President Ken Kitts poses for a photo with Jay Johnson, son of the late Jimmy Johnson, and David Hood at the Fall 2021 commencement ceremony.

For Hood, There Is No Place Like Home

Jan. 20, 2022



Michelle R. Eubanks , UNA, at meubanks@una.edu, 256.765.4392

FLORENCE, AL – You’ve probably enjoyed David Hood’s unfussy and groovy bass playing for years as part of your life’s soundtrack, but you might not have known it was him who was driving the song.

That kicky line in Paul Simon’s “Kodachrome?” Yep. That’s Hood.

The simple but exacting feel in “Warm and Tender” by Percy Sledge? You guessed it. David Hood.

That distinct opener to The Staples Singers’ “I’ll Take You There?” None other than Hood himself.

In the history of modern music, and across the spectrum of genres, you’re likely to find a common name when it comes to the bass, and that name is David Hood, the unassuming and delightfully down-to-earth musician who has called the Shoals home since he was born in Sheffield 78 years ago.

While his more than 50-year career in the music business has taken him around the globe, there was one thing he wished he had completed but just never got around to: his degree from the University of North Alabama, which he began in the early 1960s with friend and fellow musician and Swamper, Jimmy Johnson.

Recently, Hood and Johnson were honored with baccalaureate degrees from UNA as part of the Fall ’21 commencement ceremonies. Hood was on hand for the event, and the degree for Johnson, who passed in 2019, was presented to his family.

“Honorary degrees are just that. They are an honor for the recipient, and it is an honor for me to bestow them on behalf of our Board of Trustees,” said Dr. Ken Kitts, UNA’s President. “I am a big fan of the music that originated in the Shoals, and much of that sound can be credited to the Swampers. David Hood has built his career on that sound and sharing the message of the Shoals through his music. Jimmy Johnson was no different. Both have influenced the way others think about the region we call home.”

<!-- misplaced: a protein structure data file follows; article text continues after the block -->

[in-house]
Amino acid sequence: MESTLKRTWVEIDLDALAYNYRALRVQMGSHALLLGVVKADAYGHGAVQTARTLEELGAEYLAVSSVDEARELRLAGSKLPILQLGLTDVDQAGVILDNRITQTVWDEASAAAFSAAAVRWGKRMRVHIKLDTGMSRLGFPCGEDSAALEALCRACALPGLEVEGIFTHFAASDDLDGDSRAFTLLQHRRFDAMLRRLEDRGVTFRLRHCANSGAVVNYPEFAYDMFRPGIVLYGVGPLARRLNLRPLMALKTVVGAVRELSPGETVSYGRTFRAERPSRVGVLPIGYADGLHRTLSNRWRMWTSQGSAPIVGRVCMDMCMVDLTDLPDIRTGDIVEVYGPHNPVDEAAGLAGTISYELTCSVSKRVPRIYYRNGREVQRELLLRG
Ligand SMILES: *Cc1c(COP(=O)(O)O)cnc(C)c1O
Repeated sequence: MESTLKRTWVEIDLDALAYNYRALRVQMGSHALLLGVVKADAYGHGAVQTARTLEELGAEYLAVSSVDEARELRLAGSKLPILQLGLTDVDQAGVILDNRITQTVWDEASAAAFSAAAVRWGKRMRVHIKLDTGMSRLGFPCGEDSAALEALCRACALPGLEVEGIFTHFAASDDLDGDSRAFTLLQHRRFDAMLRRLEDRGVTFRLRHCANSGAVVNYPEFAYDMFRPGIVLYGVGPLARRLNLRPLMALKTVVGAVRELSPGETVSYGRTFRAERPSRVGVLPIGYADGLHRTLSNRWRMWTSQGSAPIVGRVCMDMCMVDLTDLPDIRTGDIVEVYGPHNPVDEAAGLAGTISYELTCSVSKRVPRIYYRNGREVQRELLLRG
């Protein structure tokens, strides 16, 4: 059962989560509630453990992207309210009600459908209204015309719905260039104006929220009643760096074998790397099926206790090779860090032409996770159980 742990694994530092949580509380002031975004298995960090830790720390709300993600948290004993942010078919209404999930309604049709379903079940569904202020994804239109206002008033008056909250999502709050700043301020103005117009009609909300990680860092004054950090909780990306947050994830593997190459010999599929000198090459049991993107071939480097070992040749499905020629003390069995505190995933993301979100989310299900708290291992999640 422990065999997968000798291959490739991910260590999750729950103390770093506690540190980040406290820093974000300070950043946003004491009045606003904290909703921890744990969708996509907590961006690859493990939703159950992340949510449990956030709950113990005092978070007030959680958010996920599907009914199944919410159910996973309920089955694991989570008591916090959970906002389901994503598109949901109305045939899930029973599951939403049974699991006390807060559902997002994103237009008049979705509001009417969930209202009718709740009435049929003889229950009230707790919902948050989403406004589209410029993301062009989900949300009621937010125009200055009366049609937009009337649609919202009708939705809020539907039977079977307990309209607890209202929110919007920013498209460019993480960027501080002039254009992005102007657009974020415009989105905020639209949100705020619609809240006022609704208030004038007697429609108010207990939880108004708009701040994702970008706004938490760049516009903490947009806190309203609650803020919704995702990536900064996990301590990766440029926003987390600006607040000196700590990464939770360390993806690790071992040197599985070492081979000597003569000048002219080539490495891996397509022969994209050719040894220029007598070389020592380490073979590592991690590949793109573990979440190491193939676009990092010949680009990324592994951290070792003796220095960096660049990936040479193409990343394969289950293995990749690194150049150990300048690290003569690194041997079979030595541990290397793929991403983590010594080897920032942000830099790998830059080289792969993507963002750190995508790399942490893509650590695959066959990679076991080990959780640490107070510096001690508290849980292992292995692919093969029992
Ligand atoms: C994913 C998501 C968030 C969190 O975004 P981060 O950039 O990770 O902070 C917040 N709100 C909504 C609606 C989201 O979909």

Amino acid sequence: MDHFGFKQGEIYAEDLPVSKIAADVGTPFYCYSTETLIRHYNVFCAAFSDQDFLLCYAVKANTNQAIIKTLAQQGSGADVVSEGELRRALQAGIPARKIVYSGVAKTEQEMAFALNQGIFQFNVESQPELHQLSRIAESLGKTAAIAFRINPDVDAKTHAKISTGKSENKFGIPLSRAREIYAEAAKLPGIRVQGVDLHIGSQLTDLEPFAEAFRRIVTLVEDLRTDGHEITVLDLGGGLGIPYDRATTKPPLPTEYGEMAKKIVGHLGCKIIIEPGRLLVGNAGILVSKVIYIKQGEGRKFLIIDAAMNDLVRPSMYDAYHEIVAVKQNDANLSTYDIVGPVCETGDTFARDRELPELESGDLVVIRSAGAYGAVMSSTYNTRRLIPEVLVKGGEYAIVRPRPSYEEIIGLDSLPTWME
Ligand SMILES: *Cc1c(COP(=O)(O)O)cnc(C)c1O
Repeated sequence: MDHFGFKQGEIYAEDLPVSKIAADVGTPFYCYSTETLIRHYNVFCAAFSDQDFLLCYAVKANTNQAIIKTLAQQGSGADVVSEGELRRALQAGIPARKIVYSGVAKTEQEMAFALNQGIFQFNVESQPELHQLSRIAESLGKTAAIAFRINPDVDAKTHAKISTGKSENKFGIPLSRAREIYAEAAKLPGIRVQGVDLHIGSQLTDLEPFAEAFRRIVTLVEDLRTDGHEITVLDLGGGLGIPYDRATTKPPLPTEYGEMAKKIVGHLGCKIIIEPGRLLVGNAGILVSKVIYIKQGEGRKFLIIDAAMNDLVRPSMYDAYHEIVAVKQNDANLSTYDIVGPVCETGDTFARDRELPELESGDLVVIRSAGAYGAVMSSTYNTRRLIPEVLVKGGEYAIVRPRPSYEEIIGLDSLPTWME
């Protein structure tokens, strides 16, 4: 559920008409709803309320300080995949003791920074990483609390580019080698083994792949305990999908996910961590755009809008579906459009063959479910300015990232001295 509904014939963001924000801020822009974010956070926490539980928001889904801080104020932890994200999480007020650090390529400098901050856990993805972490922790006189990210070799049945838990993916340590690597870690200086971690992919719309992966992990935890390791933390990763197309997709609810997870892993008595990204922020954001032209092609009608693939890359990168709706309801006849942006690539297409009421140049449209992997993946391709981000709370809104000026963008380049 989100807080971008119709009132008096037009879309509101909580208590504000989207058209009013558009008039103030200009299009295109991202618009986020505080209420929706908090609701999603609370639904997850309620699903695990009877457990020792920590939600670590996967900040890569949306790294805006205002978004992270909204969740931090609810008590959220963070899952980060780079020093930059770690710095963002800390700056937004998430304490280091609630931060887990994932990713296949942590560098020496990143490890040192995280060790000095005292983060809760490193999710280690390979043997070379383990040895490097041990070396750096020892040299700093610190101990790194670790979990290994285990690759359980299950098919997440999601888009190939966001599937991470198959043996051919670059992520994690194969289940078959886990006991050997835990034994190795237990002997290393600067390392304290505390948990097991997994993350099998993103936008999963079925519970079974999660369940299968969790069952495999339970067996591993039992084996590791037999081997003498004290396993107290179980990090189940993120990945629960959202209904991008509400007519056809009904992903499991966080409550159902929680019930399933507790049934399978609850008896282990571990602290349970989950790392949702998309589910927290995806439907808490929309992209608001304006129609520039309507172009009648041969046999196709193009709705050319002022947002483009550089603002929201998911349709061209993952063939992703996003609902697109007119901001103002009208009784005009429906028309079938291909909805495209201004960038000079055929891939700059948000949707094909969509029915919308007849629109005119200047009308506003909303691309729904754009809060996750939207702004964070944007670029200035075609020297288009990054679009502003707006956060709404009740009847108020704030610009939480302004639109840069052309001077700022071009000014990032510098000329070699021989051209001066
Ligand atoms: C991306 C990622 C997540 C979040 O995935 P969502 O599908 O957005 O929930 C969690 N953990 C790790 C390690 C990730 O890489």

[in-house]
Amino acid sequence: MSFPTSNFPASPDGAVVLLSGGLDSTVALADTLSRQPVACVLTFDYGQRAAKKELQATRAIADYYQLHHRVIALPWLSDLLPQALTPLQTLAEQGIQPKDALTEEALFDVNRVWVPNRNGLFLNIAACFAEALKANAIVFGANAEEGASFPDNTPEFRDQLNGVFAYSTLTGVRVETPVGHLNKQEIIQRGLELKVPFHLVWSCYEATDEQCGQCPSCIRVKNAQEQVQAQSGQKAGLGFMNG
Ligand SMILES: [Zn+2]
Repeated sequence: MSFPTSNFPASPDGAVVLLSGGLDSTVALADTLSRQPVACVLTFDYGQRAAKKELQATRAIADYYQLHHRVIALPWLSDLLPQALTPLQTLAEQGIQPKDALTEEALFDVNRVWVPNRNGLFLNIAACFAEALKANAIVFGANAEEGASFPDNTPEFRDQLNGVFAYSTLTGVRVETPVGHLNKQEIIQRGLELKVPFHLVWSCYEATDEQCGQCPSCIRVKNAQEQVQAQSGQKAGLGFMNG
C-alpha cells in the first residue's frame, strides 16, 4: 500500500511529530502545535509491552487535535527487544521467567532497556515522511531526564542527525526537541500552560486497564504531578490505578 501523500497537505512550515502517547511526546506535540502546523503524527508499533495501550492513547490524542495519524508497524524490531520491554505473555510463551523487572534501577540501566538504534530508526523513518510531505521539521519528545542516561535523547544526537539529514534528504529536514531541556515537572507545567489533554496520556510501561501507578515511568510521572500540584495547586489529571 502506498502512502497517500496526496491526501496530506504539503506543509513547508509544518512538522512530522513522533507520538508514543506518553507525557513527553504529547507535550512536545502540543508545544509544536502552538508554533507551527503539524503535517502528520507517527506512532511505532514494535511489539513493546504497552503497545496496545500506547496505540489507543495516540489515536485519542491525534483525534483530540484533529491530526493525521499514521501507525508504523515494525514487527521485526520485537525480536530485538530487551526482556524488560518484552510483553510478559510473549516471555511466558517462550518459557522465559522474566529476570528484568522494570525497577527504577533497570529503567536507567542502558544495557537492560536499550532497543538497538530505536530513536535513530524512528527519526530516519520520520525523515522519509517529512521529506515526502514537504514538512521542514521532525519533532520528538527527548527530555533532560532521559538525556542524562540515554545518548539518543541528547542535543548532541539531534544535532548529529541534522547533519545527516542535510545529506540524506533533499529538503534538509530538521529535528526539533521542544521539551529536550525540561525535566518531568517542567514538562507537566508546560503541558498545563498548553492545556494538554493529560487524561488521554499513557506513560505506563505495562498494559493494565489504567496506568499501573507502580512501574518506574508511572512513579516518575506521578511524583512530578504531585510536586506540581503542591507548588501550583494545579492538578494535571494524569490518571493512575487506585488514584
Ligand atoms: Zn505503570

And it is very much home to Hood.

“This area has a rich history of world-class music going back to W.C. Handy and even before that,” he said. “I believe it’s in our DNA. The success and popularity of Arthur Alexander, Percy Sledge, and so many other great singers born in this area helped put us on the map as the hit recording capital of the world.”

For Hood and others, particularly those in the Swampers (immortalized by that line in Lynyrd Skynyrd’s hit “Sweet Home Alabama”), much of their time was spent as studio musicians, and Hood said that has been a point of pride as it allows them “to provide the best possible sound for artists to keep this tradition going.”

As such, his career, spent in studios and among many talented musicians, is like a patchwork quilt of memories, stitched together by the sound he creates from his beloved bass. As such, it’s hard to pinpoint a single memory that stands out from the many he has collected throughout his career.

“Interestingly, studio musicians rarely know what they are going to do when they walk in,” Hood said. “It’s a fun and gratifying thing to work with different singers, musicians, and rhythm sections. We all have the same goal, and that is to cut a great record for the artist we are supporting.”

Still, he has toured. Back in the 1970s, it was with Traffic, the band fronted by Steve Winwood and known for its ad-libbed songs that defied traditional song length, ebbing and flowing into 10 minutes or more. It’s easy to get lost in the groove “The Low Spark of High Heeled Boys.” Years later, when Hood was in his 70s, he found himself on tour again, this time with Scottishbased band, The Waterboys.

“I was 72 when I went on the road with them,” he said. “In the course of 18 months, we did 116 shows in 11 countries on four continents. While I love seeing the world, the studio sessions are what feed my soul, and I prefer to be home with my wife and my dogs.”